5. of attention, perception, and retention which are intended to communicate with the learner. Thissubdomain is specific to both the medium selected and the learning task.1.3 Instructional Strategies"Instructional strategies are specifications for selecting and sequencing events and activities withina lesson" (Seels & Richey, 1994, p. 31). In practice, instructional strategies interact with learningsituations. The results of these interactions are often described by instructional models. Theappropriate selection of instructional strategies and instructional models depends upon the learningsituation (including learner characteristics), the nature of the content, and the type of learnerobjective.1.4 Learner Characteristics"Learner characteristics are those facets of the learners experiential background that impact theeffectiveness of a learning process" (Seels & Richey, 1994, p. 32). Learner characteristics impactspecific components of instruction during the selection and implementation of instructionalstrategies. For example, motivation research influences the selection and implementation ofinstructional strategies based upon identified learner characteristics. Learner characteristics interactwith instructional strategies, the learning situation, and the nature of the content.Standard 2: DEVELOPMENTCandidates demonstrate the knowledge, skills, and dispositions to develop instructional materialsand experiencesusing print, audiovisual, computer-based, and integrated technologies.Supporting Explanation:"Development is the process of translating the design specifications into physical form" (Seels &Richey, 1994, p. 35). The domain of development includes four subdomains : Print Technologies,Audiovisual Technologies, Computer-Based Technologies, and Integrated Technologies.Development is tied to other areas of theory, research, design, evaluation, utilization, andmanagement.2.1 Print Technologies"Print technologies are ways to produce or deliver materials, such as books and static visualmaterials, primariy through mechanical or photographic printing processes" (Seels & Richey, 1994,p. 37). Print technologies include verbal text materials and visual materials; namely, text, graphicand photographic representation and reproduction. Print and visual materials provide a foundationfor the development and utilization of the majority of other instructional materials.2.2 Audiovisual Technologies"Audiovisual technologies are ways to produce or deliver materials by using mechanical devices orelectronic machines to present auditory and visual messages" (Seels & Richey, 1994, p. 38).Audiovisual technologies are generally linear in nature, represent real and abstract ideas, and allowfor learner interactivity dependent on teacher application.2.3 Computer-Based Technologies"Computer-based technologies are ways to produce or deliver materials using microprocessor basedresources" (Seels & Richey, 1994, p. 39). Computer-based technologies represent electronicallystored information in the form of digital data. Examples include computer-based instruction(CBI),computer-assisted instruction (CAI), computermanaged instruction (CMI), telecommunications,electronic communications, and global resource/reference access.2.4 Integrated Technologies
6. "Integrated technologies are ways to produce and deliver materials which encompass several formsof media under the control of a computer" (Seels & Richey, 1994, p. 40). Integrated technologiesare typically hypermedia environments which allow for: (a) various levels of learner control, (b) highlevels of interactivity, and (c) the creation of integrated audio, video, and graphic environments.Examples include hypermedia authoring and telecommunications tools such as electronic mail andthe World Wide Web.Standard 3: UTILIZATIONCandidates demonstrate the knowledge, skills, and dispositions to use processes and resources forlearning by applying principles and theories of media utilization, diffusion, implementation, andpolicy-making.Supporting Explanations"Utilization is the act of using processes and resources for learning" (Seels & Richey, 1994, p. 46).This domain involves matching learners with specific materials and activities, preparing learners forinteracting with those materials, providing guidance during engagement, providing assessment ofthe results, and incorporating this usage into the continuing procedures of the organization.3.1 Media Utilization"Media utilization is the systematic use of resources for learning" (Seels & Richey, 1994, p. 46).Utilization is the decision-making process of implementation based on instructional designspecifications.Conceptual FrameworkCollege of Education Conceptual FrameworkThe Professional EducatorDepartment of Educational TechnologyMission StatementCourse PoliciesProcedures - each week follow the instructions contained in Moodle for the week. Instructions willbe located in the weekly assignments area of Moodle and will contain a link to one or more audiopresentations discussing the week’s activities.Communication – the instructor will respond to emails and/or phone calls in a timely manner –usually within 24 hours (weekdays, but 48 hours on a weekend). If you do not receive a timelyresponse, please contact him again to make sure that the communication was received. Yourinstructor will communicate with you through your BSU BroncoMail account so be sure tocheck your email often.Posting of Assignments – assignments will always be posted at least one week in advance of theassignment due date giving you a minimum of one week to complete. Be aware that the university“recommends that you plan on 3-4 hours of course work per credit per week for Distance Edclasses. For example, a 3-credit class would require 9-12 hours of your time perweek (BSU Distance Education).”Assignment Submissions – all assignments must be submitted on Tuesday of each week bymidnight Mountain Standard Time (MST). Due dates and assignment requirements will be clearlyoutlined in Moodle. Completed assignments will generally be sent as an attachment to an email(titled as “Your last Name Week ___”), uploaded in the “Upload Area” of Moodle, or may requirepostings in the Discussion Area. (Remember: Always save a copy of your assignment (hard driveand on another storage medium)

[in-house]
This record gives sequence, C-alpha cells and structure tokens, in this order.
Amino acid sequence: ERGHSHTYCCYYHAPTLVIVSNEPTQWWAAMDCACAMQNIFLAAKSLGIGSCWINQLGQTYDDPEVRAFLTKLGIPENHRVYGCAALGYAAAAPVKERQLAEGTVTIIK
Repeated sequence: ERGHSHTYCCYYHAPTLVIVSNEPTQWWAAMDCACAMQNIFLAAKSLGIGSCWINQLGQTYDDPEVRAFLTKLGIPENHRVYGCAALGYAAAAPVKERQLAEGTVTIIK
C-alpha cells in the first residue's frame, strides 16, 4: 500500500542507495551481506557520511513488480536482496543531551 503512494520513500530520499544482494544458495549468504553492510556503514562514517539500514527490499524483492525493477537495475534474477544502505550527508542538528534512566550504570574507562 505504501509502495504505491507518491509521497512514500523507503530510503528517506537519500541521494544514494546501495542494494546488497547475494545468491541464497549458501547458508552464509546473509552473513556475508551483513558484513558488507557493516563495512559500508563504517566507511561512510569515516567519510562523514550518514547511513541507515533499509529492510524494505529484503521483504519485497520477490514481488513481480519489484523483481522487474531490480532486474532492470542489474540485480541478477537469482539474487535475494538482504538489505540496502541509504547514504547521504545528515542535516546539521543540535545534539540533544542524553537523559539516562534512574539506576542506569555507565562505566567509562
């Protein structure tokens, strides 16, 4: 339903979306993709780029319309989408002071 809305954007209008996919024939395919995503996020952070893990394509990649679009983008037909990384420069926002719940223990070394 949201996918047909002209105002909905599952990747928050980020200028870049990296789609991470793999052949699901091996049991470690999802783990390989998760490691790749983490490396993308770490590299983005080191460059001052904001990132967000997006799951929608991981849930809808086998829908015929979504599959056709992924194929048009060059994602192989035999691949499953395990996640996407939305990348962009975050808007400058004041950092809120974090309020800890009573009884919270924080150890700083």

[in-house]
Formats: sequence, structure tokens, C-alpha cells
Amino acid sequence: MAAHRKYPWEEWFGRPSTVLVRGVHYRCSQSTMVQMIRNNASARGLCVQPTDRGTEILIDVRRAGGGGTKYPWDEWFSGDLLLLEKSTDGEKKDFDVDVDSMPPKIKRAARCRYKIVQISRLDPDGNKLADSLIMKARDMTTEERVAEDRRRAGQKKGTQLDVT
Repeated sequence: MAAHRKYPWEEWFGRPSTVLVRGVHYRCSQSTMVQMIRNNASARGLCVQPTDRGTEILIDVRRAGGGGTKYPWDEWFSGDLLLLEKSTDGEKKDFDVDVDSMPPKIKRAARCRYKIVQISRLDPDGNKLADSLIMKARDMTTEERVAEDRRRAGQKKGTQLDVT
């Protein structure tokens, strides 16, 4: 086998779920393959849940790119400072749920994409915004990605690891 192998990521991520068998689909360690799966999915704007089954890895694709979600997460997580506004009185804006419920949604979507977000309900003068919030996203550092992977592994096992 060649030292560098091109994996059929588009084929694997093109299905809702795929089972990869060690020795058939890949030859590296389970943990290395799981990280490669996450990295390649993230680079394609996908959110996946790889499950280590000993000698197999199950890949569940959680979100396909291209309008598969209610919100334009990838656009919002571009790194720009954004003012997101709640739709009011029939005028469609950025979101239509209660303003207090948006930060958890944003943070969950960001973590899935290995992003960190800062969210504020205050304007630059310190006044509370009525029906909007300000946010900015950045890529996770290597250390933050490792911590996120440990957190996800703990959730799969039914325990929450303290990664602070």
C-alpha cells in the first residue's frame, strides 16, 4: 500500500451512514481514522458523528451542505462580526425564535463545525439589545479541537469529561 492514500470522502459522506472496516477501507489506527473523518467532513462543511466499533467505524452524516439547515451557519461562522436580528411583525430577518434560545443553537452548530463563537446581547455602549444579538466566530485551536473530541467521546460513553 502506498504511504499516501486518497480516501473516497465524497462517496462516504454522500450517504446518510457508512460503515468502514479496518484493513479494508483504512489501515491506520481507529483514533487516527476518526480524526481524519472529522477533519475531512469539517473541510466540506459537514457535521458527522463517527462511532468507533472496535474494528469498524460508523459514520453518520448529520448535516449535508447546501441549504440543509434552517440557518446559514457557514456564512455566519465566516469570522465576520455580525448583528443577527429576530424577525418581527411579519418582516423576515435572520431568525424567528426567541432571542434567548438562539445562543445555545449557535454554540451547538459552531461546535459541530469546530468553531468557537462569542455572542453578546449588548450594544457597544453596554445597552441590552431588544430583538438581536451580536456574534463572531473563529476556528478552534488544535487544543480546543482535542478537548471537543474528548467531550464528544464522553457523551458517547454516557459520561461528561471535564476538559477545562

7. Feedback/grades – your assignments will be reviewed and evaluated by the instructor within oneweek after the assignment due date. Depending upon the assignment, you will receive a rubric withcomments or receive points earned for assignment completion. Please check the gradebook area ofMoodle by the Tuesday following the assignment due date. If you do not have an assigned grade,please contact the instructor.Late assignments - late assignments may be reduced in grade by 10% for every day they are late.Special Circumstances – please let the instructor know of any events/circumstances that may affectyour ability to submit an assignment on time prior to the due date.Technical Difficulties – on occasion, you may experience problems with accessing Moodle or classfiles located within Moodle, with your Internet service, and/or other computer related problems. Domake the instructor aware if a technical problem prevents you from completing coursework.BSU Help Desk (Broncomail) ‐  http://helpdesk.boisestate.edu/students/broncomail/getting_started.shtmlMoodle Assistance – Moodle@boisestate.eduAcademic Honesty – all students are required to abide by Boise State Universitys Student Code ofConduct on academic dishonesty http://registrar.boisestate.edu/Catalogs/02-03UndergradCatalog/Chapter2.pdf. Assignments completed must be your original work and cannotbe used in other courses in the Edtech program.Reasonable Accommodations - Any student who feels s/he may need accommodations based on theimpact of a disability should contact me privately to discuss your specific needs. You will also needto contact the Disability Resource Center at 208-426-1583 located in the Administration Building,room 114 to meet with a specialist and coordinate reasonable accommodations for any documenteddisability. For more information on the BSU Disability Resource Center (DRC) see the web site athttp://drc.boisestate.edu/.Grading PolicyFinal Grade Grade Scale 94 – 100% = A 90 – 93% = A - 87 – 89% = B +Weekly assignments – 25% 84 – 86% = BDiscussions – 25% 80 – 83% = B -Final Project – 50% 77 – 79% = C + 74 – 76% = C 70 – 73% = C - 67 – 69% = D + 64 – 66% = D 60 – 63% = D - 59 – Below = F